Photograph Shows International Space Station Traversing the Fiery Surface of the Sun

Photograph Shows International Space Station Traversing the Fiery Surface of the Sun

This amazing photo of the International Space Station (ISS) quickly passing across the Sun’s surface was taken by astrophotographer Miguel Claro.

On June 2, Claro took this amazing picture from Figueira da Foz on Portugal’s northern coast.

Using a high-speed video camera with 109 frames per second, he took many pictures of the International Space Station (ISS) as it rocketed through space at 4.5 miles per second (7.31 kilometers per second), approximately 274 miles (441.5 kilometers) from Earth.

Claro clarifies that the ISS photos were processed separately and weren’t layered in a piece for

“I was amazed at the level of quality attained using just one frame,” he remarks.

Claro employs a “inversion technique” to analyze the Sun’s chromosphere, which is observable in H-alpha radiation and gives the ISS a white appearance. Prior to chromosphere enhancement, an image of the International Space Station (ISS) appears dark.

Claro writes for Space, “It’s interesting that you can make out the unique structures of the ISS in the picture.”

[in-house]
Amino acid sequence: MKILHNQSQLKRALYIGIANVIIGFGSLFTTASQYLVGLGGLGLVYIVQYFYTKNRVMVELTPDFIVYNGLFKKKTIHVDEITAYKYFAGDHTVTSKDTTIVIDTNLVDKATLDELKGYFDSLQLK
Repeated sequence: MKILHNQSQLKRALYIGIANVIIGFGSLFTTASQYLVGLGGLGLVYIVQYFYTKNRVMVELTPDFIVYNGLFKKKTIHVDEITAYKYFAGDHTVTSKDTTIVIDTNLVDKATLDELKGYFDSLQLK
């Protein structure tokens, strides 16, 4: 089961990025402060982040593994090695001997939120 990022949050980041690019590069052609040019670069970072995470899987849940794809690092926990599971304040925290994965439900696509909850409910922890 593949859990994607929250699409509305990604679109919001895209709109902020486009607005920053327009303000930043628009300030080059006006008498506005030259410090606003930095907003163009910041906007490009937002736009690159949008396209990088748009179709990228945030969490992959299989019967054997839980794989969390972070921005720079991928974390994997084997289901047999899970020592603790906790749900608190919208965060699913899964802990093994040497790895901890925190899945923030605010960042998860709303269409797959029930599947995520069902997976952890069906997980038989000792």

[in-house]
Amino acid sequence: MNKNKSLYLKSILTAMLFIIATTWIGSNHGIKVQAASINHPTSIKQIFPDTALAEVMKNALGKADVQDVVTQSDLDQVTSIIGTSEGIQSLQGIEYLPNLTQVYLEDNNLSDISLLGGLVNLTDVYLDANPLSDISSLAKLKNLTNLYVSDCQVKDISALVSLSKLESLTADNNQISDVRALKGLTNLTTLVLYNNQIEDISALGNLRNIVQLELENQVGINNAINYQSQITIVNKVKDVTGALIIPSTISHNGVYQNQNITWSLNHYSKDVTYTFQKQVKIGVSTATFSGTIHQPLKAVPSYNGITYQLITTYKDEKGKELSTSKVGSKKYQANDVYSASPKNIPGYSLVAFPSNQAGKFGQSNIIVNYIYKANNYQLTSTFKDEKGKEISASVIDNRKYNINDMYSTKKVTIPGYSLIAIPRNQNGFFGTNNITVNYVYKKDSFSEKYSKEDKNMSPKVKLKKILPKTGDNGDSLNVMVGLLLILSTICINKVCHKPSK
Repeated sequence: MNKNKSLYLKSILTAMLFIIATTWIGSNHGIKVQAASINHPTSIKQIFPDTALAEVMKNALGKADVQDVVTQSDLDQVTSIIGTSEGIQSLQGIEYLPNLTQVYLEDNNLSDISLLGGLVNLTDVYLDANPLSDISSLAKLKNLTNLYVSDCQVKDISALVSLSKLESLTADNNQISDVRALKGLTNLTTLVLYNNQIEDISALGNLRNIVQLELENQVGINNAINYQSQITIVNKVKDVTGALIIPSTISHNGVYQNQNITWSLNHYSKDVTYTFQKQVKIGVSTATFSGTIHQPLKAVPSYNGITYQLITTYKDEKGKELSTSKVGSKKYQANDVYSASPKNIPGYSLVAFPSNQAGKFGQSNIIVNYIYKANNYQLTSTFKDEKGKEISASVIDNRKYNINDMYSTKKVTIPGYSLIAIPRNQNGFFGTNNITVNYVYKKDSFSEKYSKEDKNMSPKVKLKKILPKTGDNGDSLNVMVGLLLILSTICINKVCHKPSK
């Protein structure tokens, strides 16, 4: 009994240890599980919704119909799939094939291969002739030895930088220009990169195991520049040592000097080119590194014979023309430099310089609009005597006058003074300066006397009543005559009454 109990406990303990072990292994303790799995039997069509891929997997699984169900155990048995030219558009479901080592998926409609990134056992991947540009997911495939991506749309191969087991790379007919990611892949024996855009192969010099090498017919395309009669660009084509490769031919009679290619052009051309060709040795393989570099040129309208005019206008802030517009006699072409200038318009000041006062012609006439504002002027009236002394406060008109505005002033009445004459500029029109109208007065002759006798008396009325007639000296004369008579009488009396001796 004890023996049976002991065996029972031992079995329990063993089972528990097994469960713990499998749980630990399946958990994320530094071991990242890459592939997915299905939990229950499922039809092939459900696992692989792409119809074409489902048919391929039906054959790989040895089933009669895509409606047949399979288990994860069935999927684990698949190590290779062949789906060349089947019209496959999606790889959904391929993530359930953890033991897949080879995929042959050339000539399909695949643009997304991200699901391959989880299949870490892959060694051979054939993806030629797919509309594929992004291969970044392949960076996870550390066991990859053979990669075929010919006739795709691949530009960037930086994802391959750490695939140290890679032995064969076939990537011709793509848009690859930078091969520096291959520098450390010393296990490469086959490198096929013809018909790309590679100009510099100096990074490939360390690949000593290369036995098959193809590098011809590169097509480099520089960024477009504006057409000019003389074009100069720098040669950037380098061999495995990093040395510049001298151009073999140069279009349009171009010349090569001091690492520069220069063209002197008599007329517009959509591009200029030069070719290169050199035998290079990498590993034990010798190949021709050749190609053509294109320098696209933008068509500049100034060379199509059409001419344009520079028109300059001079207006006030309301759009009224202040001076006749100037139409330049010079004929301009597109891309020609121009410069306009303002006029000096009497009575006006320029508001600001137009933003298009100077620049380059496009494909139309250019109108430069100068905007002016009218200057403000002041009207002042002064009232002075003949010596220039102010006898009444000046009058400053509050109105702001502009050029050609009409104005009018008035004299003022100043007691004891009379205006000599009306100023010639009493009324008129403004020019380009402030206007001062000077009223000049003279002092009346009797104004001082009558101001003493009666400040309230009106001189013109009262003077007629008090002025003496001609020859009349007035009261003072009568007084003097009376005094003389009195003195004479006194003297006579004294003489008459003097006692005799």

In fact, tremendous jets of gas rising from the Sun’s outer atmosphere and a sizable sunspot-an active area on the surface of Earth’s nearest star-as well as the spacecraft’s solar panels and modules are visible.

The ISS was visible to Claro for just 0.54 seconds during its transit. The Apollo-M Max, manufactured by Player One Astronomy, was utilized by the Portuguese astrophotographer to meet this objective. The camera captures 16-bit pictures at a rate of 109 per second. About two seconds make up the entire video, during which 200 pictures were taken.

Claro states that “every 90 minutes, the International Space Station completes an orbit around Earth.”

“The massive artificial satellite that circles our planet is 356 feet (108.5 meters) wide and is carrying astronauts on board.

With an angular diameter of 62.58′′, the International Space Station appears quite huge in the sky, but in comparison to the vast solar disc, which has an angular dimension of 31.6′, it appears very little. Because of this, the Sun seems to be about 30.3 times larger than the ISS in this picture.

Topics #Earth #Galaxy #International Space Station #ISS #moon #news #Solar System #Sun #Universe

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